The importance of small- business employee benefits

Small business owner working in her kitchen

One of the biggest challenges small-business owners face is attracting and retaining top talent. While some companies will always be able to offer more in terms of salary, you may find that employee benefits is an area where you can give yourself a competitive edge. In fact, a 2024 poll from property, casualty, and benefit consultancy NFP found that the majority of workers would accept a reduction in pay in exchange for increased benefits from their employers.1 So whether you’re looking for high-caliber workers, or fighting to keep those you already have, small-business benefits are essential for making your staff feel valued and supported.


Create a cost-effective employee benefits package

If money is tight, as it often is for small businesses, it’s important to focus your limited resources on the types of benefits that matter most to your workers. While free food can be a nice perk, it’s low on the list of what influences an employee to join a company. Instead, employees are most interested in benefits that provide protection, flexibility, and support. For example: Did you know that healthcare and life insurance were recently named the two most important workplace benefits by employees and employers in a recent Forbes Advisor survey?

67% of employees and 68% of employers believe employer-provided medical insurance to be the most important benefit.

Health, dental, and vision insurance

Of all workplace benefits, health insurance is by far the most valued by current and prospective employees. Not surprisingly, it’s also the most commonly provided.3 Dental and vision insurance are sometimes included, but the high cost of health insurance alone can be prohibitively expensive for many small-business owners.

On average, employer-sponsored health insurance costs rose 7.8% for employers with 50 to 499 employees in 2023. And the average per-employee cost was $16,464 for those smaller companies, compared with $15,640 from workplaces with 500 or more employees.4

It’s not easy to create an employer benefits package while meeting all the other financial obligations you face. If medical insurance is too great an expense for your company, you can look for other ways to reward your employees or build the cost of medical insurance into your future business goals.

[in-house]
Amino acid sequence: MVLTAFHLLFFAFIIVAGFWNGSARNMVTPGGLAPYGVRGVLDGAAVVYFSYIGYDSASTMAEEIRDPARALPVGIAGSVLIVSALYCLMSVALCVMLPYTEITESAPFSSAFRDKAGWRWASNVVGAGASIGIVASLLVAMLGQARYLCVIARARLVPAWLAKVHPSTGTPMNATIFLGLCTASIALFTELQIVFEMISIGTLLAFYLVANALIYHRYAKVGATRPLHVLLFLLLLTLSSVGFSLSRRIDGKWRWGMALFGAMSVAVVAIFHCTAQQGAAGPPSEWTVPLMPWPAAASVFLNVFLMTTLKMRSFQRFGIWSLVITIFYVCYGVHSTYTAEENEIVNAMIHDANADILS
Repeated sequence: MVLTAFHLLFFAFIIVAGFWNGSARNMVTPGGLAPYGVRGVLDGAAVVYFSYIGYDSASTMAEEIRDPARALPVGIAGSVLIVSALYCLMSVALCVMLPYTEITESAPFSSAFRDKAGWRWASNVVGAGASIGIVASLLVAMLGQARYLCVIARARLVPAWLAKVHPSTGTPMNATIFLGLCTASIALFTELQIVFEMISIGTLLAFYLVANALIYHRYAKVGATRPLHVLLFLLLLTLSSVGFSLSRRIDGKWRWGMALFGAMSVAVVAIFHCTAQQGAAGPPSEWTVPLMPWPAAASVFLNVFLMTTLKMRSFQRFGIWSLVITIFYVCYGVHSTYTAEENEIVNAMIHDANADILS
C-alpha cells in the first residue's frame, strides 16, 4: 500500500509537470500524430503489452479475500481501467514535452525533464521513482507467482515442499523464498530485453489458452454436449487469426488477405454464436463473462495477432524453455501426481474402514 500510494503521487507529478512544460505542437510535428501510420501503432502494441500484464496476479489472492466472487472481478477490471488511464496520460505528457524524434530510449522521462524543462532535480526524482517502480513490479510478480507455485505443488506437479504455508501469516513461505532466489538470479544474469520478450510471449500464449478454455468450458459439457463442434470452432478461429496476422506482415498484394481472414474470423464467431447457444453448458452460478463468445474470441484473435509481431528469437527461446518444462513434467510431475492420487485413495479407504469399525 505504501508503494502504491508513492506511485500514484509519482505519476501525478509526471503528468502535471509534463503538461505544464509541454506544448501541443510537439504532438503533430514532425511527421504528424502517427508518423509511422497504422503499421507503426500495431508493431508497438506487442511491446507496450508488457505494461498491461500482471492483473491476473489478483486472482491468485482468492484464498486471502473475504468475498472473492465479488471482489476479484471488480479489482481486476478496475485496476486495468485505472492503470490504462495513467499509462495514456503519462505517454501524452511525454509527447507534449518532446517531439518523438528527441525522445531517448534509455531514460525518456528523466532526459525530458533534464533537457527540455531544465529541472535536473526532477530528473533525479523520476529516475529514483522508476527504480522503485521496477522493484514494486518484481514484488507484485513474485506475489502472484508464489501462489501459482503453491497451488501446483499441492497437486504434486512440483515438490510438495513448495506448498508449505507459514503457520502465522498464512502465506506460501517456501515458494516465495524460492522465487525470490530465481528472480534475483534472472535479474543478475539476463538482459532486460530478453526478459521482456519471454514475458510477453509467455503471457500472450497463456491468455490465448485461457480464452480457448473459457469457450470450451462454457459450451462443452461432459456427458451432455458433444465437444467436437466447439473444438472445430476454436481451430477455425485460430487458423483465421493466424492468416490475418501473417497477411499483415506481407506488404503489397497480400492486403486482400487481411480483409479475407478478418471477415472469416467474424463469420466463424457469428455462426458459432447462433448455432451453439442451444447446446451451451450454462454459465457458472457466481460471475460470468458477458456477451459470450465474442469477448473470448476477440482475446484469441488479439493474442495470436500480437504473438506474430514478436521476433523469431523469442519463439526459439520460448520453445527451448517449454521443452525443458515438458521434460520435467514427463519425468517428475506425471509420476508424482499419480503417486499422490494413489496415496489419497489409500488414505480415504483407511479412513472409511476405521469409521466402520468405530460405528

Life insurance

While life insurance is a less common employer-provided benefit than medical insurance—it’s valued highly by employees. Forty-five percent of employees—and 43% of employers—named life insurance a top company benefit.2 And life insurance is more than just an attractive offering that employees want—it’s a promise to shield and protect your staff and their loved ones. Like medical coverage, life insurance serves both a practical and symbolic function by showing employees that you care about their well-being and future. Best of all, there are a wide variety of life insurance solutions available, so it should be easy to find one that fits into your budget. If you would like to know more, a financial professional can walk you through all your options.


Short-term and long-term disability insurance

If you would like to make your benefits package even more attractive, you may want to consider including some type of disability insurance. While life insurance gives your employees financial protection in case they pass away, disability insurance helps replace some of the income that would be lost if they became disabled and were unable to work for an extended amount of time.

The Social Security Administration reports that 1 in 4 adults will become disabled before reaching age 67.5

Short-term disability coverage, which is usually the most affordable, pays a benefit that typically lasts up to 12 months, while long-term disability coverage pays benefits over multiple years. By adding one, or both, of these products to your benefits package, you can set yourself apart from the competition and let your employees know that you have their best interests at heart.